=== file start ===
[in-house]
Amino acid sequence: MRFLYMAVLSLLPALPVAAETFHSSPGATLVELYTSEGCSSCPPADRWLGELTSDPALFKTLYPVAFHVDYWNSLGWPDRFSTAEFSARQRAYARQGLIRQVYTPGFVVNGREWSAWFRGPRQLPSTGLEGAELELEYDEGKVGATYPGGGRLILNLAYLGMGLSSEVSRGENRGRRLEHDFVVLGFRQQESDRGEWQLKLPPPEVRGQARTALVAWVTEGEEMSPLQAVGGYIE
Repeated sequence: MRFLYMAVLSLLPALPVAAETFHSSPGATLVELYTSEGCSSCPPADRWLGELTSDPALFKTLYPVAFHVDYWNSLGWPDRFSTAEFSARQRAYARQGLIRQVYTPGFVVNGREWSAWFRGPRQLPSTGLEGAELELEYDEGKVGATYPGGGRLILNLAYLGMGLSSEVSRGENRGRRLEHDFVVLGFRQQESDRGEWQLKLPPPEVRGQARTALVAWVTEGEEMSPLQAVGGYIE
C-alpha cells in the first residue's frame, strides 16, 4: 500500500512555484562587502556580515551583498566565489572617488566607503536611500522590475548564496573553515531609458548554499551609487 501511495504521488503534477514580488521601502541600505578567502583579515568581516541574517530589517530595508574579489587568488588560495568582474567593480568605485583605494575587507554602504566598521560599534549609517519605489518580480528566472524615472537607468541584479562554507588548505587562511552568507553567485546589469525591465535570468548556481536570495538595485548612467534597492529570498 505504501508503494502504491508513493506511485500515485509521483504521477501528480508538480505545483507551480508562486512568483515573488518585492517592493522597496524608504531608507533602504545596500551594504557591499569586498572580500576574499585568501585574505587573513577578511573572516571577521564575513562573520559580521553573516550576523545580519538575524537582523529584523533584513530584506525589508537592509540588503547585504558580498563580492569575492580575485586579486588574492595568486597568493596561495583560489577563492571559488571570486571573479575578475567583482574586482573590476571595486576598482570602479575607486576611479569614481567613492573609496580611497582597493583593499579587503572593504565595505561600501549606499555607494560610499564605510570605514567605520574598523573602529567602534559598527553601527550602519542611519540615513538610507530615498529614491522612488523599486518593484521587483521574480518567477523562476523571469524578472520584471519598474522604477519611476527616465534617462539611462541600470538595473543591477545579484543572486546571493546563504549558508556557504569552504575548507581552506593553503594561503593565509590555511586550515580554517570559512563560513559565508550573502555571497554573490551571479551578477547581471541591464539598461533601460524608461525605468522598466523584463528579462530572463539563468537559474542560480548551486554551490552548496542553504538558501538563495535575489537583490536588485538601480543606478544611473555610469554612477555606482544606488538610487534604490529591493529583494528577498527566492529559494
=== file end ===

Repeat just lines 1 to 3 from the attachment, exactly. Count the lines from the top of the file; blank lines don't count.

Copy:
[in-house]
Amino acid sequence: MRFLYMAVLSLLPALPVAAETFHSSPGATLVELYTSEGCSSCPPADRWLGELTSDPALFKTLYPVAFHVDYWNSLGWPDRFSTAEFSARQRAYARQGLIRQVYTPGFVVNGREWSAWFRGPRQLPSTGLEGAELELEYDEGKVGATYPGGGRLILNLAYLGMGLSSEVSRGENRGRRLEHDFVVLGFRQQESDRGEWQLKLPPPEVRGQARTALVAWVTEGEEMSPLQAVGGYIE
Repeated sequence: MRFLYMAVLSLLPALPVAAETFHSSPGATLVELYTSEGCSSCPPADRWLGELTSDPALFKTLYPVAFHVDYWNSLGWPDRFSTAEFSARQRAYARQGLIRQVYTPGFVVNGREWSAWFRGPRQLPSTGLEGAELELEYDEGKVGATYPGGGRLILNLAYLGMGLSSEVSRGENRGRRLEHDFVVLGFRQQESDRGEWQLKLPPPEVRGQARTALVAWVTEGEEMSPLQAVGGYIE